For the past month or so, both my upper and lower wisdom teeth on the right side have been pushing through the gum. I've had swollen gums around them frequently and a swollen gland on that side occasionally. The pain around my teeth seems to have subsided but now for the past two days, my jaw on that side is very sore. It hurts to open my mouth wide. I saw my dentist about 2 years ago and he seemed to think they had enough room to grow in at that time. Is it normal to have jaw pain from wisdom teeth? What is best to take for the pain?
How can I get rid of pain after my wisdom teeth were removed?
I'm sorry but I'm going to disagree with the advice concerning analgesics.First off. If you've had all four removed in sitting, you're going to be hurting somewhat. How bad? Well, not so much from the holes in your jaw where your wisdom teeth used to be. No there are a good number of different muscles back there which help open, close, and move your jaw from side to side (and forward and back, too!) Those will have almost certainly suffered some bruising, and since it's almost impossible to keep your jaw still, they will contribute most of your post-op misery.If you've had all four wisdom teeth removed at the same time, your dentist will have sent you home with prescribed medication. This will typically include a an antibiotic, an anti-inflammatory drug, and an analgesic. If you live in the USA your analgesic will likely be a sledgehammer opiate like Vicodin … and good luck in not getting addicted, because it'll do little to lessen your post-operative discomfort.If you've got a sensible dentist, you'll have been prescribed a non-steroidal anti-inflammatory analgesic such as ibuprofen or acetaminophen (paracetamol). These WILL do the trick. They are not supposed to take away all of the “pain”; if they did you would be hammering your sore muscles 24 hours a day and making things worse, not better.In short: it's supposed to be uncomfortable. If you choose to be a wuss and wallow in that and call it unbearable pain the only person you're hurting is you. The strongest pain killers are addictive, and using them will almost certainly extend your recovery (from 2 to 5 days) and therefore extend the time you're using the powerful painkillers and thereby increasing your risk of addiction.Side note. NO SMOKING FOR SEVEN DAYS! There's a bonus here. If you get to 7 days, you've given up. Don't start again.Alcohol? Not if your medication tells you not to (you read the label, I hope!) Otherwise I give you permission to enjoy a small can of beer or a small glass of wine once per day. If think you need more than that you're better off abstaining for the duration.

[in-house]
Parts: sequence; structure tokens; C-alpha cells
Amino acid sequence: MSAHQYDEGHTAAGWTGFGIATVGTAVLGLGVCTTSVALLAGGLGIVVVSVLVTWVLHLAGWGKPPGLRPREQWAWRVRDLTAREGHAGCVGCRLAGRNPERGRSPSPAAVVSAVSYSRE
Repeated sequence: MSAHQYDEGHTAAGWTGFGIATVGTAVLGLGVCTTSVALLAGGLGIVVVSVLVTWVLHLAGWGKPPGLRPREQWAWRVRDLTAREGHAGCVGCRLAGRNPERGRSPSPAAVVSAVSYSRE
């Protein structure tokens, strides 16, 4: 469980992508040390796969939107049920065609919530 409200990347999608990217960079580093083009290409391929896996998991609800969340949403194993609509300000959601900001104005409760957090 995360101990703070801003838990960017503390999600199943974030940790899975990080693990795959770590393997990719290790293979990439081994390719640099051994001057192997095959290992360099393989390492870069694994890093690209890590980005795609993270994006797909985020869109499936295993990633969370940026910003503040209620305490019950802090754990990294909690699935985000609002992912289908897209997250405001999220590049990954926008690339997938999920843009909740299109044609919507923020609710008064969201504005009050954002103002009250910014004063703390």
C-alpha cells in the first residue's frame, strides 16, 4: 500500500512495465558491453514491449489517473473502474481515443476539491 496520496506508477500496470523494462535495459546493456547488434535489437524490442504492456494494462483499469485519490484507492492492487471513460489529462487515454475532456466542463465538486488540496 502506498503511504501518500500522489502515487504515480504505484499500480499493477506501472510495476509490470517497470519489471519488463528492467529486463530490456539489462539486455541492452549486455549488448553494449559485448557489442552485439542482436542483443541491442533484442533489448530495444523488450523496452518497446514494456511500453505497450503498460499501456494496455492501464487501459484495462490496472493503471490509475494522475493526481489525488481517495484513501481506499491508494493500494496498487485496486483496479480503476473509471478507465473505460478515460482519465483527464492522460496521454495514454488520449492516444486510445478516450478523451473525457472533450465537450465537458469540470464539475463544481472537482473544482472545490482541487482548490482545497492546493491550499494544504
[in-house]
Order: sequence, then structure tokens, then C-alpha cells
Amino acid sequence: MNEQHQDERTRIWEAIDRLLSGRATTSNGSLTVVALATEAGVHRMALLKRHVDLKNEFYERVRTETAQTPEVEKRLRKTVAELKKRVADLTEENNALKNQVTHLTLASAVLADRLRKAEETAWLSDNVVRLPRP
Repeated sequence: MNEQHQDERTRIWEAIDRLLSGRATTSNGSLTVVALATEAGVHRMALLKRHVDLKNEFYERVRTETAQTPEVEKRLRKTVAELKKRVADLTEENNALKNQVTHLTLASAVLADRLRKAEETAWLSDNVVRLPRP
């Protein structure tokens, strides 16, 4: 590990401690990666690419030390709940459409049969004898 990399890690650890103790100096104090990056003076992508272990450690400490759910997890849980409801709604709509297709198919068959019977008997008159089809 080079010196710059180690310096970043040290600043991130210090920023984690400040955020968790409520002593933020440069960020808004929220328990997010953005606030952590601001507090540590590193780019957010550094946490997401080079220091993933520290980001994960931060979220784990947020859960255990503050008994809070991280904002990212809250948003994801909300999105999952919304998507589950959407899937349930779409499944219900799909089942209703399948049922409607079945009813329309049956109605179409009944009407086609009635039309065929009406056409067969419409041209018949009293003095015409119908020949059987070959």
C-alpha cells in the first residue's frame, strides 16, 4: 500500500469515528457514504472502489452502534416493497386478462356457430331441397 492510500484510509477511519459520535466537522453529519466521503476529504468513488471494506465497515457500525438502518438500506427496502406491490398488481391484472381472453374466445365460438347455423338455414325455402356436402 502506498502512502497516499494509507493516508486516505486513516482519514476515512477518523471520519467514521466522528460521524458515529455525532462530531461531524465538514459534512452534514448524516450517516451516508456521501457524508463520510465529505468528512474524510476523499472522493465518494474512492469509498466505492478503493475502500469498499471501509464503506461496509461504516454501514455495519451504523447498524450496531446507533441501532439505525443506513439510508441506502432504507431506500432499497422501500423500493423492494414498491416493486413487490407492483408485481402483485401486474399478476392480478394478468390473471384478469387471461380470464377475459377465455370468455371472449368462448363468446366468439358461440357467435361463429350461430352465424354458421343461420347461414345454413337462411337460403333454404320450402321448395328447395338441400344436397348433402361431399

Do you have tendons in your cheek/jaw?
Everyone has giving some excellent answers. The various sports boots or even polo wraps *will* help support the tendons WHEN USED CORRECTLY. But I have seen so many poorly polo wrapped or ill fitting sports boots that can actually damage the tendons. If used properly, they will also protect the leg from injury from being struck by the opposite leg. I always use some sort of protection on my horse's when I am doing events at speed or with a lot of turns (roping, spinning, barrel racing, etc). But I prefer for my horses to not use them on simply trail rides. That way the tendons/muscles don't weaken by being used to the extra support the boots can offer. good luck and have fun
How can a wisdom teeth extraction cause trismus?
Trismus is mostly caused by trauma and fatigue to muscles and by trauma to the Temperomandibular Joint (TMJ), where your lower jaw meets your upper jaw.Having your mouth open for a long period of time might injur the delicate tissue in the TMJ and cause it to incompletely open like normal.Sometimes opening your mouth wider than you are comfortable with can also lead to the disc and capsule that cover the TMJ to get damaged, also resulting in limited mouth opening as the tissue is injured and unable to function properly.Damage to the muscles can also lead to trismus from opening too wide and for too long, in the case of a difficult and tedious extraction, as the muscles do get fatigued eventually and will need time to recover fully.The muscles might also get damaged by the extraction instruments being used to pull the tooth out, i.e the instrument impinging on thr muscles and causing damage.The injection of a local anesthetic, if improperly done and directed towards a muscle instead of the nerve in the case of lower teeth extraction, can sometimes lead to inflammation of the muscles, and therefore problems with proper mouth opening.Usually the trismus will subside on its own but it is encouraged that you relax as much as you can and not put stress or strain on your jaws. You can also rinse your mouth with warm water to ease the pain and inflammation. Following a soft diet for a brief period can also help you and should be neccessary because a lot of the time patients stop eating all together, ending up with a malnourished body.